Does your team need your direction all the time, or do you adopt a non directive approach?
Have you ever noticed how those people who constantly look to you to solve the slightest problem or to make the easiest of decisions, seem to manage fine when you are away for a day or two, or even a few hours?
Having to deal with every question or every problem your team face can be draining for you and does little to develop your team.
If you’ve always been quick to resolve problems for them it’s all too easy for this to become the accepted norm. But doing this denies team members of the opportunity to think for themselves. By turning things around and getting them to come up with their own solutions leads to an increased awareness of what they are doing and how they are doing it, better buy in and commitment to the solution, increases their confidence and is good for their development.
Of course this approach may not be possible or appropriate in every situation. So when is a more direct response needed opposed to asking them to solve their own problem or question?
A more directive approach may be more appropriate when:
- It calls for speed
- It’s a high risk situation
- When you need to retain full control
- There’s no debate as it’s a policy or legal decision has already been made
- When the person isn’t yet capable or had sufficient experience, and asking them may make them feel vulnerable
The downside of being very directive
- Limits people’s potential
- Restricts innovation and fresh approaches
- Gives no ownership or responsibility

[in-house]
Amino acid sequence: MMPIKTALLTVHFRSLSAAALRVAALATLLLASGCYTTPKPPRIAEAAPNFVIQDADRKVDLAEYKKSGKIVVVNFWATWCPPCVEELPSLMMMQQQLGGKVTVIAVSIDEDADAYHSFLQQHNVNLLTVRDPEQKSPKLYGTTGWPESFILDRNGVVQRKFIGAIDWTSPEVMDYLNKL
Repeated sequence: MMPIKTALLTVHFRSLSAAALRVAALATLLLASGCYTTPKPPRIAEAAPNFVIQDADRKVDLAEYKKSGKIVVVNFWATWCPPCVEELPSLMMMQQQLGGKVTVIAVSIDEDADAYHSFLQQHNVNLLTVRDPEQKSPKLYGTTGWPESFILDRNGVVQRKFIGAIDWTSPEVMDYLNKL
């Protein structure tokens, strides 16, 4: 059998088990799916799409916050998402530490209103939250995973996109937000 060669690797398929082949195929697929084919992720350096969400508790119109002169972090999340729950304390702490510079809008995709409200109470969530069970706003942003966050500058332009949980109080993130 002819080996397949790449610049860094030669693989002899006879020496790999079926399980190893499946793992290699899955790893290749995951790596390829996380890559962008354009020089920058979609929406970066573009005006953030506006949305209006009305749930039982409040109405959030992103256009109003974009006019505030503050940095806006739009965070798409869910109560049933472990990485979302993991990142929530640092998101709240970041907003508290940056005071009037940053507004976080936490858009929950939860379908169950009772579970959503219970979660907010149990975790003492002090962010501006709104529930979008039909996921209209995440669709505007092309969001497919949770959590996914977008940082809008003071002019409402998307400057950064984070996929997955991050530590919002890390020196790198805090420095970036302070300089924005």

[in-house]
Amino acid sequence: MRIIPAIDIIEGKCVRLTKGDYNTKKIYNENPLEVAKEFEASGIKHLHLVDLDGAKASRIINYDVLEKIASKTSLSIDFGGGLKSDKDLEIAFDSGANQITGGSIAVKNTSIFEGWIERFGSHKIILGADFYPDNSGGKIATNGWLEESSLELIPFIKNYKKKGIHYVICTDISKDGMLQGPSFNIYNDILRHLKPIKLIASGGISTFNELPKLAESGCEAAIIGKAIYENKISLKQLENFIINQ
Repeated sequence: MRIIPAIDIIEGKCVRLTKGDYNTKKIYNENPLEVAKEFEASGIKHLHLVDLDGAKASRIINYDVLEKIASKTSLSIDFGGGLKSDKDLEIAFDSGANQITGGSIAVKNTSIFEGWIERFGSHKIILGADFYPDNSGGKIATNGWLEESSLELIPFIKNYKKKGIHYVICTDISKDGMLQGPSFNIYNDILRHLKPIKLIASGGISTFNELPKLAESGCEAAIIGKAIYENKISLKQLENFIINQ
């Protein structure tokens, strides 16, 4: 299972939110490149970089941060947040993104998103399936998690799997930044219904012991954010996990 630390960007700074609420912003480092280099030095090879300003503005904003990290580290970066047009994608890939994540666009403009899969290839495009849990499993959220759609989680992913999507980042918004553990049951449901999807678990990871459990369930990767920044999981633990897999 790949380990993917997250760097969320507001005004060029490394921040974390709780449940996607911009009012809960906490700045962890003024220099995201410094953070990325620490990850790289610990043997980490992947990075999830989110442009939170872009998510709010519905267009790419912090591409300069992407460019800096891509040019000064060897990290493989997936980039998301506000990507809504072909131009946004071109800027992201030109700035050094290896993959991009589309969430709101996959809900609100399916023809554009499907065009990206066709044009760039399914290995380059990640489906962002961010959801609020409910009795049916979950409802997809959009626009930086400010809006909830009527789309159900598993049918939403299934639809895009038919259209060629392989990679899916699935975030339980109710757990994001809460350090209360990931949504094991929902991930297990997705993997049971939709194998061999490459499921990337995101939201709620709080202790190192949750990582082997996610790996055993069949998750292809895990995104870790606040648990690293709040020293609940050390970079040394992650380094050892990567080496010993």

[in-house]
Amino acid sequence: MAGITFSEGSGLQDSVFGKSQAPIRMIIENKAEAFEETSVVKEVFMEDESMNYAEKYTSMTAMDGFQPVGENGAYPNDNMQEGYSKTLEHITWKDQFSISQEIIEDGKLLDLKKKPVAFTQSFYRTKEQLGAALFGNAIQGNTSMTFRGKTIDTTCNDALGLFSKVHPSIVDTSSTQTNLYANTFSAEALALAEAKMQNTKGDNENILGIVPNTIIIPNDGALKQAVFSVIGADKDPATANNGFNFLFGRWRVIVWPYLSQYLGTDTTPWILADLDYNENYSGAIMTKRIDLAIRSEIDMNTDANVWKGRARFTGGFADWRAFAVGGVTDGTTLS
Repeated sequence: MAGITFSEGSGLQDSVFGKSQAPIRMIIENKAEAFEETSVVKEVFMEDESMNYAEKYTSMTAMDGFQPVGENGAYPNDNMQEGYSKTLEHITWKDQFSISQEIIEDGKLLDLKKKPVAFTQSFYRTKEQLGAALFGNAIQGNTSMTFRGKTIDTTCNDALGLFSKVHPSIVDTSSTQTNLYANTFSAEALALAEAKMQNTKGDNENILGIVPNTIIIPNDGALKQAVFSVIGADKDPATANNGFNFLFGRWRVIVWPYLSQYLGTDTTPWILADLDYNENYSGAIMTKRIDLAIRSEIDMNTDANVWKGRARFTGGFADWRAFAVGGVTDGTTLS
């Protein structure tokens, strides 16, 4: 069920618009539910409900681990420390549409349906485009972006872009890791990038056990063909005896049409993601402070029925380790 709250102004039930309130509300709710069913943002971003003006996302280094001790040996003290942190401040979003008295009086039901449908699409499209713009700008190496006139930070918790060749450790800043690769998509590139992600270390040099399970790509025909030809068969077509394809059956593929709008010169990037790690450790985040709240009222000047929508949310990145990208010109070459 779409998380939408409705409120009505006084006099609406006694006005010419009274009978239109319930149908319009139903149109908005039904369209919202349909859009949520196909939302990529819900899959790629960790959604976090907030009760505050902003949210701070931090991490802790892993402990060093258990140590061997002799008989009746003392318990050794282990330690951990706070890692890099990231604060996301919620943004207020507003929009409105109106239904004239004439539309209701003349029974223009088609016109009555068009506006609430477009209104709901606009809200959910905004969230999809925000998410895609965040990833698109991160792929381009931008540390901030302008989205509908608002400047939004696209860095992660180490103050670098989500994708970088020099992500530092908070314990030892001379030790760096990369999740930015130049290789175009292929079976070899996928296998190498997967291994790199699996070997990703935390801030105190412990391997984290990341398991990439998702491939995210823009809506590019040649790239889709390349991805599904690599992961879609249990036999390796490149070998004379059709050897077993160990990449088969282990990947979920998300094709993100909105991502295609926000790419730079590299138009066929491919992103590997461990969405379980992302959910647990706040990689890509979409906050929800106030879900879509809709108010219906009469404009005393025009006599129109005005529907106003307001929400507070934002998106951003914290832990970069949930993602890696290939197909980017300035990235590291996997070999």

- Provides no opportunity for development and can even make people ‘lazy’ if you always solve their questions
- It assumes you are right!
A non directive approach has the following benefits
- Develops people assuming they have the basic experience or knowledge to build on
- Gives them ownership
- Helps with problem solving as it can generate more than one solution
- Allows for continuous improvement as they might find a better way of approaching the situation
- Gives a sense of achievement
- Builds confidence when team members come up with their own solutions
- Takes the pressure off you in the long term as people get used to coming up with their own solutions
- Means you don’t always need to know the answer!
So the following situations might lend themselves to a non directive approach
- There is reduced risk, or at least an opportunity to monitor or correct things before putting anything at risk
- The team member has the appropriate skills, experience or knowledge to work things out for themselves (even if they don’t have the willingness to do so)
- When there’s a degree of flexibility in the way something can be approached (even if the end result is not negotiable, such as legal requirements or demanding targets)
- It’s not time critical and provides some time for the team member to think or talk it through
What if the customer is waiting?
Most often speed is given as a reason not to use a non directive approach. “We can’t keep the customer waiting while I coach them. I’ll have to spell out what they should do.” Or you end up taking over completely and dealing with it yourself.
In this instance use a directive approach initially, then go back afterwards to review with the team member what you told them to do (or how you handled it), and why, and what they could do in similar circumstances to resolve the issue for themselves.
As a line manager team members will still need direction and guidance from you, but to develop them, get their buy in and improve productivity put some of the onus on them to come up with their own ideas and solutions as often as possible. It won’t happen over night, but if you always encourage them to come up with their own answers they’ll soon get used to it.
If you only do one thing – the next time someone comes and asks for you for guidance or has a question turn it back on them and ask “what do you think?”
Related articles: Using the GROW model
Related video: The power of Questions